Just thought this was something everyone should read about. here's the story:
President Bush came to Chicago on Tuesday to begin selling what he characterized as a sweeping, bold plan to jump-start the economy--proposing everything from eliminating the taxes investors pay on dividends to creating new $3,000 accounts to help the unemployed find jobs.
"I proposed a bold plan because the need for this plan is urgent," Bush told a crowd of cheering businessmen at the Sheraton Chicago Hotel & Towers. "Our nation has seen two years of serious and steady challenges."
Bush said his economic stimulus package would cut Americans' taxes by $98 billion this year and $670 billion over the next decade, putting cash in 92 million Americans' pockets while creating 2.1 million jobs. Many of the provisions have been leaking out of the Bush administration for days, but the president chose Chicago to begin the job of selling the public in a half-hour speech to the Economic Club of Chicago.
Democrats in Congress argue Bush's proposals largely benefit the wealthy, with 45 percent of the tax cuts going to 1 percent of Americans--those who make more than $350,000 a year.
"The majority of the benefits ought to go to the majority of Americans," said Sen. Dick Durbin (D-Ill.). "This latest Bush proposal is as bad as the first one. It is not going to save the economy. It is going to help the fat cat contributors.''
State Treasurer Judy Baar Topinka, who is also Illinois state GOP chairwoman, dismissed such talk, saying the Democrats "are always whining about something or other."
"I think it's great," she said of Bush's proposal. "It covers such a variety of people, and the fact that it is reaching out and touching people who are going to need the most help is very, very good."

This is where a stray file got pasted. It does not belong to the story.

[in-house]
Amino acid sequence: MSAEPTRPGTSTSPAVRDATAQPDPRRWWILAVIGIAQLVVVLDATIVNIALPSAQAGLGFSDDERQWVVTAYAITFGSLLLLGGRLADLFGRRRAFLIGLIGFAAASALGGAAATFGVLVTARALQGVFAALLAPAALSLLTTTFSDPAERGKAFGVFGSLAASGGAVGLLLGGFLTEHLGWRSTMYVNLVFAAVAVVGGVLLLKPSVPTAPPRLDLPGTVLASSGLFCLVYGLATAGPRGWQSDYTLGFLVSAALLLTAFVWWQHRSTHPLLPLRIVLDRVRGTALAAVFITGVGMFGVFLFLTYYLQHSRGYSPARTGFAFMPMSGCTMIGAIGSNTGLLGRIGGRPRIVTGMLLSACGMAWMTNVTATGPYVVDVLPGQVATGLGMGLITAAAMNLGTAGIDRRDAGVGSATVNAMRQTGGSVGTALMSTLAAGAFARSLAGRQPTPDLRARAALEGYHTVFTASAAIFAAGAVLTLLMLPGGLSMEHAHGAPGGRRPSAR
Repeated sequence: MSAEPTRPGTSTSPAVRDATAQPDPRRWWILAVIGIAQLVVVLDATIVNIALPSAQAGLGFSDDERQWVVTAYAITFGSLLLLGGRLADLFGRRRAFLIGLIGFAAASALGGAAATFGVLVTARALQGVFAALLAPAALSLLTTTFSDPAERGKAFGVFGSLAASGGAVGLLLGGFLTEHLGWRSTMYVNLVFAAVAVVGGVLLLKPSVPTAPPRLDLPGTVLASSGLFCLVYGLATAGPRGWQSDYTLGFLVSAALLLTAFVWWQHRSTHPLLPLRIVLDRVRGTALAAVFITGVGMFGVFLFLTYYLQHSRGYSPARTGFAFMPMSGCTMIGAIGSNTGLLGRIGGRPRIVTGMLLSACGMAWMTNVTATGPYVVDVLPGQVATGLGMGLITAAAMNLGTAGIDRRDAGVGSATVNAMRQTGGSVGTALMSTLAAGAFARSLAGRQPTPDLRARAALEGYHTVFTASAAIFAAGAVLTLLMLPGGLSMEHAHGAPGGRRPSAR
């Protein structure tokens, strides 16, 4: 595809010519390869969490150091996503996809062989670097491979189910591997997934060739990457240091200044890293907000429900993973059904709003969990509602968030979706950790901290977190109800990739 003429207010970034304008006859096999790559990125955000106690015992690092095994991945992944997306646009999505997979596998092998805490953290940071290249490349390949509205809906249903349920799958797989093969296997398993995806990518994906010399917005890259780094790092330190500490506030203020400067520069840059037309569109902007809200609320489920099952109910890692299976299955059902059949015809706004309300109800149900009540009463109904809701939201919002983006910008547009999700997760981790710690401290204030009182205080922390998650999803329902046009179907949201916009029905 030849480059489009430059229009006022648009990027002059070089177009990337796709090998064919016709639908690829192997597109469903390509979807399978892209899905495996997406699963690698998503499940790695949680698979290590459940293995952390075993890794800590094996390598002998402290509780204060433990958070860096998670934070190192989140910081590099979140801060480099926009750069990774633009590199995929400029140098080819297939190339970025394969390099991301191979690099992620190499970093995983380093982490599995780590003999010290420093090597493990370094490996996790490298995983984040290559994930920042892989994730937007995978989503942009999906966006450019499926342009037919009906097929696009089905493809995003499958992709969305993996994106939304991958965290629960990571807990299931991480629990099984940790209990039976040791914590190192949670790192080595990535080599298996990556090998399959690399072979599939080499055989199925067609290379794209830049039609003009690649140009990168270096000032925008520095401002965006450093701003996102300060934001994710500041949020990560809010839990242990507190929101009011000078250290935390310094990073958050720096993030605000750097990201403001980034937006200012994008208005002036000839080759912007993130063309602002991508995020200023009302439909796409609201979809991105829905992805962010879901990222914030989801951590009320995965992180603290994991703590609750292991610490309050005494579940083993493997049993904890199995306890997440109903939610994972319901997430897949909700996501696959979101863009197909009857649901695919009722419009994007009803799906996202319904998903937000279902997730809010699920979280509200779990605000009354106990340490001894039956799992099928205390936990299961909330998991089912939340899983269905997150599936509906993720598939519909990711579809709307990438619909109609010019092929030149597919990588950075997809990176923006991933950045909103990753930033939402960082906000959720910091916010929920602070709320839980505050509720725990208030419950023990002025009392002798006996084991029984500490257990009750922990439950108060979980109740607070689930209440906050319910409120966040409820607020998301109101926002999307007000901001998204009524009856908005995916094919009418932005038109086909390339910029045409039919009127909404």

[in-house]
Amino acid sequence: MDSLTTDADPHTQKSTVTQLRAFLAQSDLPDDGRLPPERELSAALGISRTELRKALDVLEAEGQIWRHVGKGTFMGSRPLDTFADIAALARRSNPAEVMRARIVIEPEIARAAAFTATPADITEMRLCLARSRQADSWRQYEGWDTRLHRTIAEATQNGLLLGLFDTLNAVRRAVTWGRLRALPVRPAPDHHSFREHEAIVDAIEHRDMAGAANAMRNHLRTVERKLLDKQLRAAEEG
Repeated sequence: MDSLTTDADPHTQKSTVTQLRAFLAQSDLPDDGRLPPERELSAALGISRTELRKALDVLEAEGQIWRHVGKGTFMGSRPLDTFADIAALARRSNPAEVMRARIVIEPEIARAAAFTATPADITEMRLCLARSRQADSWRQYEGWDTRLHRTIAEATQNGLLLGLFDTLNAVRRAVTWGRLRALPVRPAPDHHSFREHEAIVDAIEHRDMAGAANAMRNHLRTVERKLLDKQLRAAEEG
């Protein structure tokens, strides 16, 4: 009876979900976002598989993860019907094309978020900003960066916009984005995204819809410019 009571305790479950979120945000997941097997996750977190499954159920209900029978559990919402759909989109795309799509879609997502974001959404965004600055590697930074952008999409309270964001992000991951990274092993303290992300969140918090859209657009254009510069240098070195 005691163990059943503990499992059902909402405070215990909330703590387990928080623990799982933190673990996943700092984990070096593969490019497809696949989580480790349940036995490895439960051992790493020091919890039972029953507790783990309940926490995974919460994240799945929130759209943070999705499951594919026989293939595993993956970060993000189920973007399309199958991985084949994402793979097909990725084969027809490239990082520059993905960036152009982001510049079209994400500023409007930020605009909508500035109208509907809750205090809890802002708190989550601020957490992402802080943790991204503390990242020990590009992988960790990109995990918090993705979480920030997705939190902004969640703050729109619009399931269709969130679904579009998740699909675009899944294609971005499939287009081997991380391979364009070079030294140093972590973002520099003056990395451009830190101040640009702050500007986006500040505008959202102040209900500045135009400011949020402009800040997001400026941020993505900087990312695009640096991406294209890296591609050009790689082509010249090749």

For his part, Bush went out of his way to sound bipartisan themes. He met with Democratic Gov.-elect Rod Blagojevich and took Mayor Daley along on the helicopter ride from O'Hare Airport to Meigs Field. Bush said he chose Chicago to unveil his economic plan because it "is one of America's great cities.''
"And one of the reasons why is because you have a great mayor in Richard Daley," Bush said. "We're from different political parties, but we have some things in common: We both married above ourselves. ... We both have famous and influential brothers. Our dads spent a little time in politics. And we love our country more than we love our political parties."
Both the mayor and his brother--former Commerce Secretary William Daley, who ran Vice President Al Gore's 2000 presidential campaign against Bush--sat on the stage with Bush.
"I think he hit a home run," Mayor Daley said after Bush's speech. "It isn't good vs. evil, rich vs. poor. It's dealing with the economy of the nation."
Bush tried to paint an upbeat picture of the economic progress made under his watch, but conceded "in spite of successes, we have more work to do.
"Too many of our citizens who want to work cannot find a job. And many employers lack the confidence to invest and create new jobs."
Bush is asking Congress to make a variety of tax relief measures already passed for future years effective immediately, including tax cuts set to go into effect in 2004 and 2006.
The president pledged he would then direct the Treasury to immediately adjust the amount withheld from workers' paychecks to allow them to reap some of that savings now.
"If tax relief is good enough for Americans three years from now, it is good enough for Americans today," Bush said.
Bush said a typical family of four with both parents working to earn $39,000 in yearly income would reap more than $1,100 in tax relief.
But the centerpiece of his package is the sweeping call to eliminate the taxes investors pay on dividends. Bush characterized it as an issue of fairness, because the dividends are taxed twice--once as a company's profits and again when they are paid to shareholders as dividends.
"Double taxation is bad for our economy," Bush said. "Double taxation is wrong. Double taxation falls especially hard on retired people. About half of all dividend income goes to America's seniors, and they often rely on those checks for a steady source of income in their retirement."
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